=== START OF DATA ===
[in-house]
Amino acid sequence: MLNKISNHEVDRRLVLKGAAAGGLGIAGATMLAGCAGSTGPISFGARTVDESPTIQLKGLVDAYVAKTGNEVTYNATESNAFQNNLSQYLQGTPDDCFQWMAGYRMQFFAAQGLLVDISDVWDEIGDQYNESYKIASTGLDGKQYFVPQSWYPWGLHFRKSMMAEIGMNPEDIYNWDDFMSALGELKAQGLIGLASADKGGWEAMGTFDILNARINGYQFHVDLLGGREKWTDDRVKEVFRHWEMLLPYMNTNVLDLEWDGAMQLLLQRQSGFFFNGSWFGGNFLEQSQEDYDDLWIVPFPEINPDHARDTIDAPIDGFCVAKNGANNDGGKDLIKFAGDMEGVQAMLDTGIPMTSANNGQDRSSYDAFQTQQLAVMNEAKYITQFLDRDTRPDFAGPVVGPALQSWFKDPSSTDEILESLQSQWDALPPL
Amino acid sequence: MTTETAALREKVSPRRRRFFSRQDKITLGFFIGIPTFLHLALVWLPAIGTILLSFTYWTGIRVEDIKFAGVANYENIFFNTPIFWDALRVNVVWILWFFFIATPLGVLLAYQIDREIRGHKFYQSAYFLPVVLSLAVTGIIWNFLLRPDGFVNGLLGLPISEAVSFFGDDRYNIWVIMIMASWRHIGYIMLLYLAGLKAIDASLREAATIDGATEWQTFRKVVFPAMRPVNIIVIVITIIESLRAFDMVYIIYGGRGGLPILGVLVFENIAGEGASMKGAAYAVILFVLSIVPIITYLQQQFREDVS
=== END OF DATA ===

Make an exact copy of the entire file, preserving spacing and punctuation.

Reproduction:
[in-house]
Amino acid sequence: MLNKISNHEVDRRLVLKGAAAGGLGIAGATMLAGCAGSTGPISFGARTVDESPTIQLKGLVDAYVAKTGNEVTYNATESNAFQNNLSQYLQGTPDDCFQWMAGYRMQFFAAQGLLVDISDVWDEIGDQYNESYKIASTGLDGKQYFVPQSWYPWGLHFRKSMMAEIGMNPEDIYNWDDFMSALGELKAQGLIGLASADKGGWEAMGTFDILNARINGYQFHVDLLGGREKWTDDRVKEVFRHWEMLLPYMNTNVLDLEWDGAMQLLLQRQSGFFFNGSWFGGNFLEQSQEDYDDLWIVPFPEINPDHARDTIDAPIDGFCVAKNGANNDGGKDLIKFAGDMEGVQAMLDTGIPMTSANNGQDRSSYDAFQTQQLAVMNEAKYITQFLDRDTRPDFAGPVVGPALQSWFKDPSSTDEILESLQSQWDALPPL
Amino acid sequence: MTTETAALREKVSPRRRRFFSRQDKITLGFFIGIPTFLHLALVWLPAIGTILLSFTYWTGIRVEDIKFAGVANYENIFFNTPIFWDALRVNVVWILWFFFIATPLGVLLAYQIDREIRGHKFYQSAYFLPVVLSLAVTGIIWNFLLRPDGFVNGLLGLPISEAVSFFGDDRYNIWVIMIMASWRHIGYIMLLYLAGLKAIDASLREAATIDGATEWQTFRKVVFPAMRPVNIIVIVITIIESLRAFDMVYIIYGGRGGLPILGVLVFENIAGEGASMKGAAYAVILFVLSIVPIITYLQQQFREDVS